In most retirement cases, a spouse cannot continue with the scheme until they themselves register as the principal member.

To see the gazetted bill, click here.

The transition is expected to take approximately 15 years in three phases. Phase two began in 2017 and will end in 2022. In theory, the system should finally be ready by 2026, Motsoaledi said.


Sources: News24 via AllAfrica [1]. Image sources: [1].

For information as to how Relocation Africa can help you with your Mobility, Immigration, Research, and Remuneration needs, email marketing@relocationafrica.com, or call us on +27 21 763 4240.

South Africa’s Health Minister Aaron Motsoaledi has published a new tobacco control bill which, if passed into law, will tighten the grip on how cigarettes and other tobacco products are sold, marketed and regulated in the country.

Health and Medicine Editor Candice Bailey asked Catherine Egbe about what it means for tobacco control.

What’s significant about South Africa’s pending tobacco control legislation?

There are five key areas of tobacco control that the new bill seeks to address:

  • A smoke-free policy,
  • Plain or standardised cigarette packaging,
  • Regulating e-cigarettes,
  • Points of sale marketing, and
  • Removing cigarette vending machines.

Some are addressed in South Africa’s current tobacco control law. But the country still doesn’t fully comply with the standards set by the World Health Organisation’s Framework Convention on Tobacco Control. South Africa signed the convention in 2005.

Smoke-free public places is one example. The current law bans smoking in public places but allows for designated smoking areas in places like bars, taverns and restaurants provided that they do not take up more than 25% of the venue.

The WHO’s convention calls for 100% smoke-free public places to protect non-smokers fully.

In line with this, the new bill calls for a 100% ban on smoking in public places. It will also ban the advertising of cigarettes and other products at tills or selling them in vending machines.

The health warnings on cigarette boxes and other tobacco product packages is another example. The current law allows for text health warning on 20% of the package. But the convention calls for a minimum of 30% and encourages countries to have the more effective plain or standardised packaging with graphic and textual warnings in place.

So the new law mandates standardised packaging with graphic health warnings to make tobacco packages less attractive to new smokers and to discourage old smokers from continuing to smoke.

The bill is also significant because it attempts to regulate e-cigarettes for the first time in South Africa. To date e-cigarettes have been freely marketed and sold anywhere to anyone, including children.

Is there evidence that the planned interventions will work?

There’s a great deal of evidence from the rest of the world.

Let’s start with smoke-free policies. In countries like South Korea and the US where they are in place, research shows that they led to an overall improvement in health, particularly children’s health.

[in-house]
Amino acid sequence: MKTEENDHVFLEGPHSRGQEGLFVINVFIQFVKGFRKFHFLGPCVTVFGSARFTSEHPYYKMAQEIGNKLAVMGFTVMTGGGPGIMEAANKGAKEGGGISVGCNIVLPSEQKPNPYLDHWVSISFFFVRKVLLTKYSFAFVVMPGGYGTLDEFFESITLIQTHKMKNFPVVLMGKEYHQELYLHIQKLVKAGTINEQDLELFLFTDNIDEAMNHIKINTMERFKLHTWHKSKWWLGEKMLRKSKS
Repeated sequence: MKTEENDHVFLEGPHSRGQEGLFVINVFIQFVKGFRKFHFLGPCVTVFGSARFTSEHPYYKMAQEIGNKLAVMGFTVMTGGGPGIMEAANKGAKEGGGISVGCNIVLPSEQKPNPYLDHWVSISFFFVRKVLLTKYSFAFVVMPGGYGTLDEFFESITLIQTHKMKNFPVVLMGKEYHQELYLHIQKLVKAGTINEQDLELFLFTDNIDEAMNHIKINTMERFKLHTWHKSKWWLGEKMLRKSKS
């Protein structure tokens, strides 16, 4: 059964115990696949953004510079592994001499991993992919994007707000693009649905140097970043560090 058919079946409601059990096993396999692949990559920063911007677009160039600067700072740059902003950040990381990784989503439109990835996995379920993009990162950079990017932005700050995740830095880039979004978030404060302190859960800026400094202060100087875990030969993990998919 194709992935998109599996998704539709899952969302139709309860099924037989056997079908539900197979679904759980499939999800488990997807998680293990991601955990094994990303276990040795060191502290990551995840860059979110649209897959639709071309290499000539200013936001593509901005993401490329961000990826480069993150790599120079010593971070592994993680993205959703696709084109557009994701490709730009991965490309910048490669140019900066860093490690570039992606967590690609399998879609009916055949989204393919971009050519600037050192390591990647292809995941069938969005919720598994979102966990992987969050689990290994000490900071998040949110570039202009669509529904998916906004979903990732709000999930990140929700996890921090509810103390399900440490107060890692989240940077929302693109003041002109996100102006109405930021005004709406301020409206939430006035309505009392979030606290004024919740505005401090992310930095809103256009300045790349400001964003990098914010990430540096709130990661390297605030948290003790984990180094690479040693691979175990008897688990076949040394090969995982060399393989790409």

Incidents of smoking-related cancers went down and there was a reduction in childhood smoking. There was also an increase in the number of smokers saying they want to quit.

When it comes to packaging, studies show that it encourages smokers to quit and discourages young people from wanting to start smoking. Plain packaging was first introduced in Australia in 2012.

E-cigarettes are still a relatively new factor. But research is already casting doubts on various claims made about them. First introduced in China in 2004 they were initially mooted as an aid to quit smoking. But research shows that they in fact encourage young people to start smoking cigarettes. And 18 studies have shown that e-cigarettes do not reduce quit rates. Instead, the latest research shows that they do the reverse – they reduce the quit rates of smokers intending to quit by about 66%.

There are 83 countries that regulate e-cigarettes and about 27 that have completely banned their sale. These include Brazil, Singapore, Uruguay, Seychelles and Uganda.

The advertising, promotion and sponsorship of e-cigarettes are regulated or prohibited in 62 countries.

Why is it important to have a legislation like this?

Tobacco smoking is the single most preventable cause of death in the world. Smoking also worsens TB and HIV treatment outcomes. Yet 37% of South African men and 6.8% of South African women aged 15 years and older use tobacco.

Before the WHO Framework Convention on Tobacco Control, South Africa was a leader in tobacco control in Africa and across the world because of strong tobacco control legislation it had put in place. But the laws weren’t updated according to current WHO’s standards and the country now lags behind some other African countries.

The new legislation will place South Africa on the right path. Apart from saving millions of lives, it will ensure that South Africa fulfils its obligation as a party to the WHO convention.

There are several benefits to having strong legislation.

Firstly, it will protect millions of South Africans who don’t smoke but take in secondhand smoke from those who do. They face the same health risks as active smokers.

Secondly, it will also help encourage people to quit and live healthier lives and discourage young people from starting.

And thirdly, the tobacco industry views young people as replacement smokers. Strong legislation will prevent young people from being manipulated by the tobacco industry.

What are the next steps?

Once the bill becomes law, the health minister will have to draw up several regulations to guide its implementation. These will ensure that the law is interpreted correctly and not manipulated by the tobacco industry and that the potential gains of the legislation are not watered down.

Catherine O. Egbe is a PhD specialist scientist, Alcohol Tobacco and Other Drug Research Unit, South African Medical Research Council.


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Sources: The Conversation via EWN [1]. Image sources: [1].